Smith added that deaths and injuries related to winter weather can be prevented. “I urge residents to take three simple steps to get ready for an emergency,” he said. “Having a plan, an emergency supplies kit, and access to the most up-to-date information will help keep you and your family safe this winter.”

Three Simple Steps

The first step is to write a plan, which should be a thought-out list of who to call, where to meet, and any special considerations that may need to be addressed.

Once you have a plan in place, build emergency supplies kits for your home and your car. Besides the standard items – non-perishable food and water for each person for three to seven days, medications, and important papers – you should also include rock salt, sand, snow shovels, extra warm clothes, and blankets. Ensure a flashlight, battery operated radio, extra batteries, and a first-aid kit are on hand as well.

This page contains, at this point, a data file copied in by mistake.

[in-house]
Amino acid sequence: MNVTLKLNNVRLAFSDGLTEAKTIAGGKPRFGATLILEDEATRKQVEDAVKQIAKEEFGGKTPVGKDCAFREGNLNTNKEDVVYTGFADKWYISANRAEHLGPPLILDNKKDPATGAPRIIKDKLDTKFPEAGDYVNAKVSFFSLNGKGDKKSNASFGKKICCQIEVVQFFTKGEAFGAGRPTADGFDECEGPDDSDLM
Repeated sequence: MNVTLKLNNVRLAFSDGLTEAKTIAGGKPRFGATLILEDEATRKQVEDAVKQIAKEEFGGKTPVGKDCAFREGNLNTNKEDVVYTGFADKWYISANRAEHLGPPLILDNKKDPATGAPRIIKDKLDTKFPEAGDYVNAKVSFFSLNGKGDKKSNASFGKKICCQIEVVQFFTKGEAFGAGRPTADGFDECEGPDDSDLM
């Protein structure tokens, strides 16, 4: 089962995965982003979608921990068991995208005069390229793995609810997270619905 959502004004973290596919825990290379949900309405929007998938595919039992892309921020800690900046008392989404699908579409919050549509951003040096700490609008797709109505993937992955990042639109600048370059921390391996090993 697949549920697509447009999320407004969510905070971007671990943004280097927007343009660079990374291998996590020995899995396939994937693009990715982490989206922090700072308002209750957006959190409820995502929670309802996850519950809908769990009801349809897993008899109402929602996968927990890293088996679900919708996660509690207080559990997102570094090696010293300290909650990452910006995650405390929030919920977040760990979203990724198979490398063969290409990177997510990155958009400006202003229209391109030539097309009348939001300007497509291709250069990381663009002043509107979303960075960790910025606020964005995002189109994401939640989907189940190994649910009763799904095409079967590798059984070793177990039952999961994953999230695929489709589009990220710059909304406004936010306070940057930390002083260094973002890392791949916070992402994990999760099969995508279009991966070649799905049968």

Finally, pay attention to the weather forecast and stay informed about potential storms. All residents need to monitor changing weather conditions by listening carefully to their National Oceanic and Atmospheric Administration (NOAA) weather radio and local media outlets.

Winter Preparations

Smith reminds people that during the cold winter months, carbon monoxide poisoning can occur from improper heating. The colorless, odorless carbon monoxide gas can be deadly and is produced from fuel-burning appliances, generators, and heaters. Without proper ventilation, carbon monoxide fumes can accumulate causing headaches, fatigue, shortness of breath, nausea, and dizziness. While preparing for winter weather, remember to always keep charcoal grills and portable camping equipment outdoors. Remember to keep generators away from the home. Never run a generator in the garage or other enclosed area. Also be sure to have a battery operated carbon monoxide detector in your home.